Daily, professional food service managers face a wide range of challenges. Because food and beverages are highly volatile, and because we all eat and drink, effectively controlling the cost of sales is always a challenge. Cost control that is meticulous and methodical assists a restaurant operator in setting accurate menu prices, which are critical for operational success and profitability.
Food and beverage cost control gives you the tools you need to keep track of sales and costs, create systems for monitoring current activities, and forecast future costs. This comprehensive yet user-friendly guide will assist you in understanding and put the techniques into practice.
Understanding the concept of food and beverage cost control
Leaders in the F&B industry typically benchmark their performance against previously established standards. This is a key feature of traditional standard costing, a popular management accounting technique that has been in use since the early 1900s. The typical standards are based on percentages of the primary costs, which are F&B and labor costs.
As a result, these costs are the primary cost generators in hospitality businesses. Production costs in the F&B industry can be divided into four categories: food costs, beverage costs, labor costs, and manufacturing overhead.
Production costs in the F&B industry have 4 categories that leaders must understand
In a nutshell, food costs are the actual costs of meat, fruits and vegetables, and other ingredients used to make a menu item. Non-alcoholic beverages are included in the meal’s price.
Labor costs are one of the largest expenditures in the hospitality industry, and they include all costs associated with the workforce. Some businesses include administrative costs in their labor costs. In such cases, labor costs are unavoidably the most expensive component of the manufacturing process.
Manufacturing overhead includes tablecloths, napkins, glassware, knives, pots, and indirect labor. Because this cost category significantly affects the bottom line, managers should flag it with a red flag to ensure an efficient cost-control monitoring process.
Six stages of food and beverage cost control
Food and beverage costs and labor costs are the primary cost generators in the hospitality industry. Leaders should look for ways to improve control and efficiently monitor these costs. There are six stages of food and beverage cost control: purchasing, receiving, storing and issuing, preparation and production, service, and sales control. All the stages are important for cost control.
Purchasing is the first stage where significant cost-cutting measures may implement because every cent saved at this stage affects the bottom line. As a result, successful purchasing should be based on the standards and procedures that determine the quality, quantity, and price of F&B items. Product specifications that facilitate the purchasing process are essential, such as a detailed explanation of a menu item or a material. Suppliers can efficiently provide the required materials because of product specifications.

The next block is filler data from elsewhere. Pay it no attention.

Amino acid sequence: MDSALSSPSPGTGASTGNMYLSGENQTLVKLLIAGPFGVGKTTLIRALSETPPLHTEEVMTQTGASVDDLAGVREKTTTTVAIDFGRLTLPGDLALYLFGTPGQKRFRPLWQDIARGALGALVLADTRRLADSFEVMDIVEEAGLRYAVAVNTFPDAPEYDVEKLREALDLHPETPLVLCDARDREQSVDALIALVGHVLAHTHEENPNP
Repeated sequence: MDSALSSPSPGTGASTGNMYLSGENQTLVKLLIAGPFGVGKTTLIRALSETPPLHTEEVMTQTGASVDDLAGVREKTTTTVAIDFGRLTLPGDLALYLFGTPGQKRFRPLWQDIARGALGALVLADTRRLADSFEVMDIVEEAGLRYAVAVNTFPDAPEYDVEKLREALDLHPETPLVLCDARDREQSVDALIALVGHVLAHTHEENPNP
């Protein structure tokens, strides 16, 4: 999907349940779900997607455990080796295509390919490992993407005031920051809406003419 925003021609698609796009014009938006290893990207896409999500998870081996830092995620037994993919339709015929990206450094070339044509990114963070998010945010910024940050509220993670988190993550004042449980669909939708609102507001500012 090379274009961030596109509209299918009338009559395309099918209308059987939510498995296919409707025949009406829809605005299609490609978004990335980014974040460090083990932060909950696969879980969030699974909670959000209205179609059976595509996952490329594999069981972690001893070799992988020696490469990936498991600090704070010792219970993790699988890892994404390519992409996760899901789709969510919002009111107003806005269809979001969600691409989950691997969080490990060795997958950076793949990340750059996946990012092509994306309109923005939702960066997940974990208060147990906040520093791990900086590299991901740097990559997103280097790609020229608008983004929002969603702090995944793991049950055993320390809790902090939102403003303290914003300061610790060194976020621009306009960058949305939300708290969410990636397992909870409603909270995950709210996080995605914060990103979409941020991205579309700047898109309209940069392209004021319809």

Purchasing is the first stage of controlling food and beverage costs
Determining the stock level, defined as the amount of material on hand needed to do operations, is another key issue. The systematic application of sales prediction analyses and the compilation of standard recipes should ensure that no material necessary for manufacturing is absent when determining the optimal required stock level. The amount of working stock, as well as an estimate of materials needed until the next re-supply, and the safety stock required to handle any unexpected demand, should all be included in inventory management.
The service industry is predisposed to fluctuations in delivery periods, even for daily deliveries of some items. If the food and beverage supplies level fall below the required level, meeting client demands may be impossible, resulting in client loss and a decrease in sales revenue. The order quantity that reduces the cost of stock orders and storage is also important.
Controlling purchasing costs is critical for monitoring overall cost levels and maximizing profit. Various purchasing methods can be used to best accommodate the materials and activities during the F&B production process (i.e., cost plus buying, one-stop shopping, co-op buying, standing orders, stockless purchasing, and bid buying).
Receiving is defined as a process that determines whether the goods received match the quality, quantity, and price of the related order. Following the receiver’s approval, the material must secure as soon as possible to avoid the risk of theft or corruption. Workers with specialized training should keep appropriate and accurate records. Observing and controlling the staff is critical at this stage.
Storing and issuing
Proper storage is critical for accountability and maintenance. Labeling items make FIFO and LIFO processes easier and identify specific items that are more important than others. It is also beneficial for employees to understand which items are more important and to provide better control.
Storage procedures is an integral part of any food and beverage control system
Each item in the warehouse should be assigned to a specific location for control. This also improves the warehouse’s hygiene. Putting expensive items further away from the exit effectively reduces the risk of theft. Items should only be delivered after a formal request, and all items received from the warehouse should document with a signature, which is one of the key measures.